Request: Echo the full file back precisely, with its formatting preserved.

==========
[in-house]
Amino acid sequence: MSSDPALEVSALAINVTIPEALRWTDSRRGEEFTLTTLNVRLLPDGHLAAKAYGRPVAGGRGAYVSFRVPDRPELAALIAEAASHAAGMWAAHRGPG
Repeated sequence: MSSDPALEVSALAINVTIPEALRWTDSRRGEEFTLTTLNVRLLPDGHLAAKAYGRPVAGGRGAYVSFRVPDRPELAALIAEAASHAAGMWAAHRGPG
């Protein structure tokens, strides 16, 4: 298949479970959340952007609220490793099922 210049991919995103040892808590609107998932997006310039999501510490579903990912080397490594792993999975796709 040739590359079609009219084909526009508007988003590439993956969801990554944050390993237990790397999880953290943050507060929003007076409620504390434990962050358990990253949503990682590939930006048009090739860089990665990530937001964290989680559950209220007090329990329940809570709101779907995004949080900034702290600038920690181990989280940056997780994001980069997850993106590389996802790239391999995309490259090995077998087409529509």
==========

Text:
[in-house]
Amino acid sequence: MSSDPALEVSALAINVTIPEALRWTDSRRGEEFTLTTLNVRLLPDGHLAAKAYGRPVAGGRGAYVSFRVPDRPELAALIAEAASHAAGMWAAHRGPG
Repeated sequence: MSSDPALEVSALAINVTIPEALRWTDSRRGEEFTLTTLNVRLLPDGHLAAKAYGRPVAGGRGAYVSFRVPDRPELAALIAEAASHAAGMWAAHRGPG
């Protein structure tokens, strides 16, 4: 298949479970959340952007609220490793099922 210049991919995103040892808590609107998932997006310039999501510490579903990912080397490594792993999975796709 040739590359079609009219084909526009508007988003590439993956969801990554944050390993237990790397999880953290943050507060929003007076409620504390434990962050358990990253949503990682590939930006048009090739860089990665990530937001964290989680559950209220007090329990329940809570709101779907995004949080900034702290600038920690181990989280940056997780994001980069997850993106590389996802790239391999995309490259090995077998087409529509």